Source: bizjournals.com Health Care:Physician Practices headlines - October 24, 2018 Category: American Health Source Type: news

UA hires heavy hitter for vice president of research role
Russell Mumper has been named the University of Alabama ’s vice president for research and economic development. Mumper currently is vice provost for academic affairs at the University of Georgia. Prior to that, he led four research centers or institutes, co-founded five startup companies and received nearly $30 million in research grants. Starting Jan. 1, Mumper will be tasked with leading and advancing UA’s research and economic development efforts, fulfilling one of the primary goals of… (Source: bizjournals.com Health Care News Headlines)
Source: bizjournals.com Health Care News Headlines - October 23, 2018 Category: Health Management Authors: Tyler Patchen Source Type: news

UA hires heavy hitter for vice president of research role
Russell Mumper has been named the University of Alabama ’s vice president for research and economic development. Mumper currently is vice provost for academic affairs at the University of Georgia. Prior to that, he led four research centers or institutes, co-founded five startup companies and received nearly $30 million in research grants. Starting Jan. 1, Mumper will be tasked with leading and advancing UA’s research and economic development efforts, fulfilling one of the primary goals of… (Source: bizjournals.com Health Care:Biotechnology headlines)
Source: bizjournals.com Health Care:Biotechnology headlines - October 23, 2018 Category: Biotechnology Authors: Tyler Patchen Source Type: news

Did post-Soviet Russians drink themselves to death?
By Vladimir Popov and Jomo Kwame SundaramMOSCOW and KUALA LUMPUR, Oct 23 2018 (IPS)Although initially obscured by The Economist, among others, the sudden and unprecedented increase in Russian adult male mortality during 1992-1994 is no longer denied. Instead, the debate is now over why?Having advocated ‘shock therapy’, a ‘big bang’, ‘sudden’ or rapid post-Soviet transition, Jeffrey Sachs and others have claimed that the sudden collapse in Russian adult male life expectancy was due to a sudden increase in alcohol consumption, playing into popular foreign images of vodka-binging Russian me...
Source: IPS Inter Press Service - Health - October 23, 2018 Category: International Medicine & Public Health Authors: Vladimir Popov and Jomo Kwame Sundaram Tags: Development & Aid Economy & Trade Europe Global Governance Headlines Health TerraViva United Nations Source Type: news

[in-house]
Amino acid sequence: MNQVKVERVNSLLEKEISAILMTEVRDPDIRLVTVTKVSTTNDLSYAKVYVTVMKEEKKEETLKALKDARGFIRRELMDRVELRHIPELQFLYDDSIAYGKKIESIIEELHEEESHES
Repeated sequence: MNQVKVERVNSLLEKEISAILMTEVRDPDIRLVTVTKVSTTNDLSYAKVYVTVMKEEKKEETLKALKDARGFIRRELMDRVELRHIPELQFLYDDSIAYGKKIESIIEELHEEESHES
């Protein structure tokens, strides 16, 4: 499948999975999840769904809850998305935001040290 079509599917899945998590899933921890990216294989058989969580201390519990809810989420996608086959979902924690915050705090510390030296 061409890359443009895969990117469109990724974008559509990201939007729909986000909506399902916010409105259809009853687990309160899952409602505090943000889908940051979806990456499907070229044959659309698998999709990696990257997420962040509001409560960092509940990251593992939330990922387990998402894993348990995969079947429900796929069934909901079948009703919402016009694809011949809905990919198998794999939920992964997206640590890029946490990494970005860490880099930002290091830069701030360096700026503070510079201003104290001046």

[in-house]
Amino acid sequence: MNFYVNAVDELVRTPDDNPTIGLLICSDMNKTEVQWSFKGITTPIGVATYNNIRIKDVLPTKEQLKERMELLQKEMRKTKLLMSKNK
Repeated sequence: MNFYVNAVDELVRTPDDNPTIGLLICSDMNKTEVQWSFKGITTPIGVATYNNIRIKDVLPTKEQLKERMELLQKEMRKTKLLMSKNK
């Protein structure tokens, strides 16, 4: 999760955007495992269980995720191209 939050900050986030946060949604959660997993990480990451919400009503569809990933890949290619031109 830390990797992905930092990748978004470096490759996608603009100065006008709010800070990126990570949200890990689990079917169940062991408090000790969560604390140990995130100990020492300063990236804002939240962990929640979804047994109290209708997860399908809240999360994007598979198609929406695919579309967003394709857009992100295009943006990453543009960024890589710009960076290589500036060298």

Leading advocacy, watchdog organizations join ambulance transparency coalition
ATLANTA, GEORGIA (October 23, 2018)—A bipartisan coalition of leading advocacy and taxpayer watchdog groups announced today they had joined the Georgia Ambulance Transparency Project, a new grassroots initiative to restore transparency and ethics to the provision and delivery of emergency services across the state. The new coalition, which collectively represents the interests of hundreds of thousands of Georgia voters, includes Common Cause, Georgia Conservatives in Action, Georgia Ethics Watchdog, Main Street Patriots, Athens 4 Everyone, Athens Area Citizens for Better EMS Response Times, and Barrow County Board...
Source: JEMS Administration and Leadership - October 23, 2018 Category: Emergency Medicine Authors: AmbulanceTransparency.org (press release) Tags: Administration and Leadership Industry News Press Releases Source Type: news

Leading advocacy, watchdog organizations join ambulance transparency coalition
ATLANTA, GEORGIA (October 23, 2018)—A bipartisan coalition of leading advocacy and taxpayer watchdog groups announced today they had joined the Georgia Ambulance Transparency Project, a new grassroots initiative to restore transparency and ethics to the provision and delivery of emergency services across the state. The new coalition, which collectively represents the interests of hundreds of thousands of Georgia voters, includes Common Cause, Georgia Conservatives in Action, Georgia Ethics Watchdog, Main Street Patriots, Athens 4 Everyone, Athens Area Citizens for Better EMS Response Times, and Barrow County Board...
Source: JEMS: Journal of Emergency Medical Services News - October 23, 2018 Category: Emergency Medicine Authors: AmbulanceTransparency.org (press release) Tags: Administration and Leadership Industry News Press Releases Source Type: news

Motley crews of bacteria cleanse water at huge oceanic Georgia Aquarium exhibit
(Georgia Institute of Technology) Good bacteria cleaning water in Georgia Aquarium's huge oceanic exhibit delivered a nice surprise to researchers. The aquarium wanted to know which bacteria were at work, so Georgia Tech oceanic biochemists analyzed them: The bacterial colonies raised eyebrows because they were virtually indistinguishable from those found in natural settings. (Source: EurekAlert! - Biology)
Source: EurekAlert! - Biology - October 23, 2018 Category: Biology Source Type: news

Medical marijuana panel cancels meeting